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January 21, 2005

Ezzo in the Blogosphere

While Gary Ezzo has barely been mentioned here the past few weeks, his name has been coming up all over online. Interestingly, it isn't the mamas who are blogging about him, but the dads. . .

For example, everyone's favorite goddess-loving daddy-blogger, The Zero Boss, admits he struggles against the Christian stereotypes he holds and praises the Christians who vocally point out the errors of Ezzo's ways.

In that article, he mentioned Hubby's post Sex Ed, Repressed Authoritarian Style. Be sure to read the full critique of Reflections of Moral Innocence and comments from Dr. Barbara Francis.

Gid has a new baby in the house, and so is thinking more about cue-feeding and how PDF feeds into a parent's need to control.

And Jenn's husband almost hijacks her new blog--but instead asks her to post a collection of links he's uncovered about Ezzo.

Late addition: Also, read Carol's info on Ezzo-style crying, and comforting the needy infant.


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Yikes! Now here is a parenting topic we most assuredly agree on! ;)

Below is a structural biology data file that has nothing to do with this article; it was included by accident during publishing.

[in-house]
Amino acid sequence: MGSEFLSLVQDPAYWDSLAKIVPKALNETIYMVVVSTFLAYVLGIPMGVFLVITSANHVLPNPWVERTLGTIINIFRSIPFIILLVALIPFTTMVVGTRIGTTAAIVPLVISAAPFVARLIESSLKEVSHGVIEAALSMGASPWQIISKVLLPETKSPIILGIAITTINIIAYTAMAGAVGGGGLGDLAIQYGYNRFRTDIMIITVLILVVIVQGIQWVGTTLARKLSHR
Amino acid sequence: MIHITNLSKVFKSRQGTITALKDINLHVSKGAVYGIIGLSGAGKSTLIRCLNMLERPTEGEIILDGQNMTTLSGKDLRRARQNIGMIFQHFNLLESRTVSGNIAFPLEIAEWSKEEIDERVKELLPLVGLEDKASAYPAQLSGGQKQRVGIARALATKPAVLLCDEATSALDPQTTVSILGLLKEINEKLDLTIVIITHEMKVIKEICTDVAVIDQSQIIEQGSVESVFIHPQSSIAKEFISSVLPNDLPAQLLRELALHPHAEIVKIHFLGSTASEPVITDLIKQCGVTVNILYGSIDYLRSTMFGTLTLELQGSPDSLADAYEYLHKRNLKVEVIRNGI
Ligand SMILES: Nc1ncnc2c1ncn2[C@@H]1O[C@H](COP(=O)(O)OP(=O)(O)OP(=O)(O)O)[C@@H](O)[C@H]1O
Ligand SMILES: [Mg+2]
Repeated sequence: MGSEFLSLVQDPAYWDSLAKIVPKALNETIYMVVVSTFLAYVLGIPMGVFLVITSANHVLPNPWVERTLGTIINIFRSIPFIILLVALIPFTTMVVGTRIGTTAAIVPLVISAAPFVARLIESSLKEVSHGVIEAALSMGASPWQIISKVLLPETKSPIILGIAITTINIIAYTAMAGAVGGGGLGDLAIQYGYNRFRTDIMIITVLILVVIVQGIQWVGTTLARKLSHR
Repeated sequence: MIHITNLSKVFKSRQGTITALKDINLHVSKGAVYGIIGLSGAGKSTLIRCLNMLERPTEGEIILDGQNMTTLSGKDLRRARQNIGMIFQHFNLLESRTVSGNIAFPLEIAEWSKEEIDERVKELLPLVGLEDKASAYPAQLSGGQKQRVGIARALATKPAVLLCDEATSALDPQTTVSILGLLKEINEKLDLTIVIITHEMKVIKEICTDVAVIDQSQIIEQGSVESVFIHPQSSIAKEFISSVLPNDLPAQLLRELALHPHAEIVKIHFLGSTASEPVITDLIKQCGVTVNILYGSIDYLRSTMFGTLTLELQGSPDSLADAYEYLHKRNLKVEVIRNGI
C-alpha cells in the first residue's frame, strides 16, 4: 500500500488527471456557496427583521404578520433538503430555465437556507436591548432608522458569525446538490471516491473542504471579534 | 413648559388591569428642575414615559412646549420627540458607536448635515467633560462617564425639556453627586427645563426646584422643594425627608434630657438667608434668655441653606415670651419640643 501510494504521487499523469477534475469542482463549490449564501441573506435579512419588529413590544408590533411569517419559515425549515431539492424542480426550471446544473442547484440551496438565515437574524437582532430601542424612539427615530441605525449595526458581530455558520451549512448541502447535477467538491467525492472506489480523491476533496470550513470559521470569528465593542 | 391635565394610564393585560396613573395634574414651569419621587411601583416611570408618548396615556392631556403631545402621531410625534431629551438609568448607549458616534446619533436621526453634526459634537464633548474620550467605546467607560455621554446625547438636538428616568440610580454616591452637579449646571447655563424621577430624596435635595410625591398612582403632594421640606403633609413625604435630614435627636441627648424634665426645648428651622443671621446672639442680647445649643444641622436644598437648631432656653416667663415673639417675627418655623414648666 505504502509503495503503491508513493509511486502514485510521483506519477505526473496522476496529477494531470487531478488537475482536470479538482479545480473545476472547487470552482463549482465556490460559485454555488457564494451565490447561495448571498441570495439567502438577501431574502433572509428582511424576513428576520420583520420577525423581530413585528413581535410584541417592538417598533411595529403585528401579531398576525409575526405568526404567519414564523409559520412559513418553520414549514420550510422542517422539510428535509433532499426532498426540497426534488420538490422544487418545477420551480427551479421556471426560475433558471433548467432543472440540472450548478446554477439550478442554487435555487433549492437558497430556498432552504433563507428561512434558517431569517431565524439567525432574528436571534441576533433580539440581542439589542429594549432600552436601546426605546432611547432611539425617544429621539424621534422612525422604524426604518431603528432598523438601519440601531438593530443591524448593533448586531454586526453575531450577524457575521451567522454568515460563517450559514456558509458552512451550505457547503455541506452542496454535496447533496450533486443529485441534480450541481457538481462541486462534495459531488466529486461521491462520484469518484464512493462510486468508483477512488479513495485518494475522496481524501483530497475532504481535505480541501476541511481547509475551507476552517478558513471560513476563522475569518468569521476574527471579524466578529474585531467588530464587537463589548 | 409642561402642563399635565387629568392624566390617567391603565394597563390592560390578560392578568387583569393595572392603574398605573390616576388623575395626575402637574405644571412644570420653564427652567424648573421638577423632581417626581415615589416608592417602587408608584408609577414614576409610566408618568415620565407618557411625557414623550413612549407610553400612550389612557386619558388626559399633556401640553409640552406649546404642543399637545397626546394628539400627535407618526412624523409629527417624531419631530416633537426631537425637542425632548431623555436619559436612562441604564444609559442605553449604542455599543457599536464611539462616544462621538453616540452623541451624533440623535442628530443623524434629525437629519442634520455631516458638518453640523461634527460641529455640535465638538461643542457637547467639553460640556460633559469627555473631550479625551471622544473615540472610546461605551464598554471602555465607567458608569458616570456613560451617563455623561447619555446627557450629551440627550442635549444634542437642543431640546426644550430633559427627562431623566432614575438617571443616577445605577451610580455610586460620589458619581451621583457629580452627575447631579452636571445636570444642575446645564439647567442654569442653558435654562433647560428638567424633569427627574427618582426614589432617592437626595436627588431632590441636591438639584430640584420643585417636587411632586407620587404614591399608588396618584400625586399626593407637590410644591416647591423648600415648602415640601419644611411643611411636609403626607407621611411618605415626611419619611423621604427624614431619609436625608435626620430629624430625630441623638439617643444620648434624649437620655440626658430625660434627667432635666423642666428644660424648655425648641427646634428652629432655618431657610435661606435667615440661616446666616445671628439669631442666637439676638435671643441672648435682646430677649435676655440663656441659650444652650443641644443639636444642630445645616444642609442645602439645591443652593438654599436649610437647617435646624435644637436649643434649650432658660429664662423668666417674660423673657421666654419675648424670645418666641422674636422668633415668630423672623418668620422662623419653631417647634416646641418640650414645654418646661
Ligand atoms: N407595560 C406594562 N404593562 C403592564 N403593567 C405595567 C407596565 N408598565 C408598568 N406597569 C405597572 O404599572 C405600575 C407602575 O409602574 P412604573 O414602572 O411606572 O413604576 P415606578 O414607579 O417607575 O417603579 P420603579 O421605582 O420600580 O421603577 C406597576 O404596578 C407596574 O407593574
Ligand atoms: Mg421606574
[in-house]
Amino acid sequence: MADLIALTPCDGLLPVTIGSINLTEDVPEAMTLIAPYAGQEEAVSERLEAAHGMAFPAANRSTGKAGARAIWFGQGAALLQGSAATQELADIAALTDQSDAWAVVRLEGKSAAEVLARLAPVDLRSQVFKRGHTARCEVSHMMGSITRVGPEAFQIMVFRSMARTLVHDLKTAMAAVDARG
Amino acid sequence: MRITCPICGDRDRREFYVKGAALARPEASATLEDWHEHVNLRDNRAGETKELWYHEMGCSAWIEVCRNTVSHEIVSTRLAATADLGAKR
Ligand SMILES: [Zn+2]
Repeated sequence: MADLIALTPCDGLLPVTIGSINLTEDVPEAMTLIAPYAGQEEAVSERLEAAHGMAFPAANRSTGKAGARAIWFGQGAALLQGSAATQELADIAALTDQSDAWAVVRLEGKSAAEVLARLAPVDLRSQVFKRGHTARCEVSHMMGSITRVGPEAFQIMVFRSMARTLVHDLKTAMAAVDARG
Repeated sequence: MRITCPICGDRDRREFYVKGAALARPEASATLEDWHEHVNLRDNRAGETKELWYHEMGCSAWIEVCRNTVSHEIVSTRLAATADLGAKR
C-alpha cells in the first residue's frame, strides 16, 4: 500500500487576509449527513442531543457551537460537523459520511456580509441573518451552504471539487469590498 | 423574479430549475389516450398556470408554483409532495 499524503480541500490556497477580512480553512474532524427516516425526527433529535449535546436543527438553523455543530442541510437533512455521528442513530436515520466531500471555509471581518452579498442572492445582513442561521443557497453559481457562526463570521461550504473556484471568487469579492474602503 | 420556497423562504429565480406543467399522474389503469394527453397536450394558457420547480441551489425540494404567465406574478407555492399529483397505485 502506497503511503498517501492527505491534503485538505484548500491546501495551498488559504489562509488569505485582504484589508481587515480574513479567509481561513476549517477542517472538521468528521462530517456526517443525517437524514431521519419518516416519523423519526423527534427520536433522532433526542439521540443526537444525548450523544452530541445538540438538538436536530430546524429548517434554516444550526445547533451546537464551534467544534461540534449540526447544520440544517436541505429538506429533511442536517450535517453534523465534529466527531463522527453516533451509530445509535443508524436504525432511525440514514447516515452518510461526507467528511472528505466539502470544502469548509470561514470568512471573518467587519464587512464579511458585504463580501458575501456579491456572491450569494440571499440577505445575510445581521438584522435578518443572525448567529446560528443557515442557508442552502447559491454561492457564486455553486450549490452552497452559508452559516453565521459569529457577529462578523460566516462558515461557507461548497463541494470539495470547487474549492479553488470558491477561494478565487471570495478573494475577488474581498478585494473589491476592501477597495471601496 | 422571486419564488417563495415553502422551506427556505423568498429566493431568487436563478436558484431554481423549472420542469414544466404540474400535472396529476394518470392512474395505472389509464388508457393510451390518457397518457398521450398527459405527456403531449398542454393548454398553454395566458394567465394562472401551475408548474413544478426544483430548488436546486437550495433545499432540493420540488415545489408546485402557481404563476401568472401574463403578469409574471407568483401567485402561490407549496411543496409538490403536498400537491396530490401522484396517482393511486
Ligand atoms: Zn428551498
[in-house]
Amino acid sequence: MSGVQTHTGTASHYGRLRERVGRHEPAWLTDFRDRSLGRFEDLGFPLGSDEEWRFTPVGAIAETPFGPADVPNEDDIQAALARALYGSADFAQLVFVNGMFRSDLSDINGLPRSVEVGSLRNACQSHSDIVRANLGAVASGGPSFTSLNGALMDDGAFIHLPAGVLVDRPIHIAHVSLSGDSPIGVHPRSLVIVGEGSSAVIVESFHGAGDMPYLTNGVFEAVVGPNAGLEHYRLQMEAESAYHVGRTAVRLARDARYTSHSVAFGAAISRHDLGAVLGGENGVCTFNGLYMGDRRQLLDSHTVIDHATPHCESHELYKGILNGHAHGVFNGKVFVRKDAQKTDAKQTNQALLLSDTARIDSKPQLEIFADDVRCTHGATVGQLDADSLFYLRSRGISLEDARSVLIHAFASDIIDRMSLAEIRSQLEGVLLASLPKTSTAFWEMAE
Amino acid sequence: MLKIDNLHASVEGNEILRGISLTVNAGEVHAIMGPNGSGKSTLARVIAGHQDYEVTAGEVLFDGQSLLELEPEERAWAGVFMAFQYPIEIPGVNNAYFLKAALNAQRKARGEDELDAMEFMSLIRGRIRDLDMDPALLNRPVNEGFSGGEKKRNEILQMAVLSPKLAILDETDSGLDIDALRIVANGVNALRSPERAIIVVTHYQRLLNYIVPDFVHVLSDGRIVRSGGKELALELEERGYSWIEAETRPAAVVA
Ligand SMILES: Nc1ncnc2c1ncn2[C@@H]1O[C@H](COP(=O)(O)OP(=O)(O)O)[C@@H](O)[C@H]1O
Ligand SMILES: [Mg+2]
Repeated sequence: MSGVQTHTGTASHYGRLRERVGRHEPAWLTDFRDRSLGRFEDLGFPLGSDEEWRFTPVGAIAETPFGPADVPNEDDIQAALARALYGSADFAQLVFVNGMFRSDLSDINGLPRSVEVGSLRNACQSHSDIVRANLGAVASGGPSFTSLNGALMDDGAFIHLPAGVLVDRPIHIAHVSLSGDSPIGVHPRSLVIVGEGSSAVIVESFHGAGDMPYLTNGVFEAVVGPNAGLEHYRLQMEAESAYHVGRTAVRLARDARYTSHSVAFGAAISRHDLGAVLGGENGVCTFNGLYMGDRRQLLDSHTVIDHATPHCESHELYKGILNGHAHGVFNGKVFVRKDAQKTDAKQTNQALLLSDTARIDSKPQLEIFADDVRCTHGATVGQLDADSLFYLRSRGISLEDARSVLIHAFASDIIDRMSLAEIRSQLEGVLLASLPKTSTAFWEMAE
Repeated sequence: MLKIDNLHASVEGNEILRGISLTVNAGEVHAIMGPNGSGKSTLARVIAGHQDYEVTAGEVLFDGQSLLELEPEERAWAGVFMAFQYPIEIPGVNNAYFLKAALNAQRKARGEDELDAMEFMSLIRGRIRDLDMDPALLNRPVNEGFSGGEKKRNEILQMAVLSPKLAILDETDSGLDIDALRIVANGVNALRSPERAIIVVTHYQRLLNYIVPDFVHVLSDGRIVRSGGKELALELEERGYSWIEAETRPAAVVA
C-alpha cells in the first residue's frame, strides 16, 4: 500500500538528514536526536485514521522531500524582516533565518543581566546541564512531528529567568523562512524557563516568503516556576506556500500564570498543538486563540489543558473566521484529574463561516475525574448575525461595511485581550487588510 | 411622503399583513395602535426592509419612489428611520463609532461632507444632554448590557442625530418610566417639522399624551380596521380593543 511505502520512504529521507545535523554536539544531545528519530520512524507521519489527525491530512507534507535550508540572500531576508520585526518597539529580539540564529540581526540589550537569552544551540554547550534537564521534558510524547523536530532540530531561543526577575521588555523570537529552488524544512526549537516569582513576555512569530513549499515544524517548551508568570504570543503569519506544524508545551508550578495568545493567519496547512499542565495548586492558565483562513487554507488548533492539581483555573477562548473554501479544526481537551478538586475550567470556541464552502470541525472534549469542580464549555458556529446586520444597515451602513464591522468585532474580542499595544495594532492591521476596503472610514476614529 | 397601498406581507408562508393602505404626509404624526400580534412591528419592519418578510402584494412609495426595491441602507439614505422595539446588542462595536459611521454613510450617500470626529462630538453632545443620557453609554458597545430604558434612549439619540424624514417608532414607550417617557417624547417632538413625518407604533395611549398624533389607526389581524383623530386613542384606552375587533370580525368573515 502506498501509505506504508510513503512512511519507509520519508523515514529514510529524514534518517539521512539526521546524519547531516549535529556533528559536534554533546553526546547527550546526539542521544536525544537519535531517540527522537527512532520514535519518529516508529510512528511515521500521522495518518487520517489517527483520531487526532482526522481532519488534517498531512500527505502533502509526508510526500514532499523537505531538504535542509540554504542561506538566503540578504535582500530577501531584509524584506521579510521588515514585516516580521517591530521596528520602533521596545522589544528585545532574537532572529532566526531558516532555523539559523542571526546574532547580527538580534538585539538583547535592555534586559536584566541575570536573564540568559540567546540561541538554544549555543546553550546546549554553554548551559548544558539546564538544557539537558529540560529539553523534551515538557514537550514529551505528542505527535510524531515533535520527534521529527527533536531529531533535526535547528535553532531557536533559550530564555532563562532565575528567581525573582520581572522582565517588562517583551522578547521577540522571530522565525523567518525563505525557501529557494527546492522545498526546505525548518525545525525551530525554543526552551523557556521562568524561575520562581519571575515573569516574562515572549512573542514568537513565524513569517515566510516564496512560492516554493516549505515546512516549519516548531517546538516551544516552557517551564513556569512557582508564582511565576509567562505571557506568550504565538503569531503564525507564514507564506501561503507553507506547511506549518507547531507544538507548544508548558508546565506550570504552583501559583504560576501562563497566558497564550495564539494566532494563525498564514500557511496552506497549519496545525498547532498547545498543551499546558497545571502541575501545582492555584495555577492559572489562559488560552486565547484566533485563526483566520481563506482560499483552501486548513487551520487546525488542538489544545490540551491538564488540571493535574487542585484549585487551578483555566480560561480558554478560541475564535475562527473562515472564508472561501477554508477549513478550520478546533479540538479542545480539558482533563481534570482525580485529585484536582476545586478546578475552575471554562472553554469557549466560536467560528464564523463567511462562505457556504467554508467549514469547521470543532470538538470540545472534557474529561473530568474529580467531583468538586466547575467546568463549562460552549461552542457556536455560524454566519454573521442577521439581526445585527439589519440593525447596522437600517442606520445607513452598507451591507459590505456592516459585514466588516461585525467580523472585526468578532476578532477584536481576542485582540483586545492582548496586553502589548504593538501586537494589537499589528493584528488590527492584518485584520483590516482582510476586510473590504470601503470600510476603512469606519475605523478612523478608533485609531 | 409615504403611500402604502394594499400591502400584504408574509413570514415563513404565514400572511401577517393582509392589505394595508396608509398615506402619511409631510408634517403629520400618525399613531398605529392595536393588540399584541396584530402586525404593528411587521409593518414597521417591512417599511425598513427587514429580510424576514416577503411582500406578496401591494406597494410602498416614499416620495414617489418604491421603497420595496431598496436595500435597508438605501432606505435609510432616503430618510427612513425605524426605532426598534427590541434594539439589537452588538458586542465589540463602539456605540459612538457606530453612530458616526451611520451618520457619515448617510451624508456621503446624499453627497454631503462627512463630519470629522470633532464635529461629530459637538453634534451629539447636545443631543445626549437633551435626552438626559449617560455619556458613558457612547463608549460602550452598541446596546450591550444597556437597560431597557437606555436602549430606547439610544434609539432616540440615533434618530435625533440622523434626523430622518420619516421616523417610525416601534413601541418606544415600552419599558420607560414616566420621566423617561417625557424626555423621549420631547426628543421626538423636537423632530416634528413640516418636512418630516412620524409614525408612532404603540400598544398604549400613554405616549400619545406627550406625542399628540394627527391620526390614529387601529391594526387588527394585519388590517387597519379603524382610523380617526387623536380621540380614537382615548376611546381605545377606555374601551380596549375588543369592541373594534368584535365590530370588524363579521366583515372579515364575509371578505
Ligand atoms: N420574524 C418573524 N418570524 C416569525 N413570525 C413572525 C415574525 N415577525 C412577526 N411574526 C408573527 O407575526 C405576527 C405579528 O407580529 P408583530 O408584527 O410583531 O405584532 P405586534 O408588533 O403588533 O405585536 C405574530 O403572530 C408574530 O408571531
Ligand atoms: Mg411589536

I've read The Story of Me to the girls a couple of times and just recently read Before I Was Born to my 6yo.

You know, I did this for me more than for them (no, not because I don't know how it works - ha!) but because I didn't grow up in a family where this was kosher to talk about. I don't want that for my kids. The second book was really out of my comfort zone, but I read it anyway and will read it again because I want to get to the point that this is totally comfortable for me to talk about with them (at the appropriate times, of course).

The second book in this series was pretty straight forward and I was terrified of the questions she would ask me when the book ended. She didn't squirm or anything while I read it and when it was over I asked her if she had any questions. She asked something obscure about pregnancy, but not the reproductive act itself. It was a relief for me that day, but also a relief that the door is now open to continue talking about this in the future.

Anyway, all that to say that it would have been really wacky to bring in some weird flower thing to our discussion.

Curious to know how you broach the topic with your kids...

Posted by: Megan at January 21, 2005 08:19 PM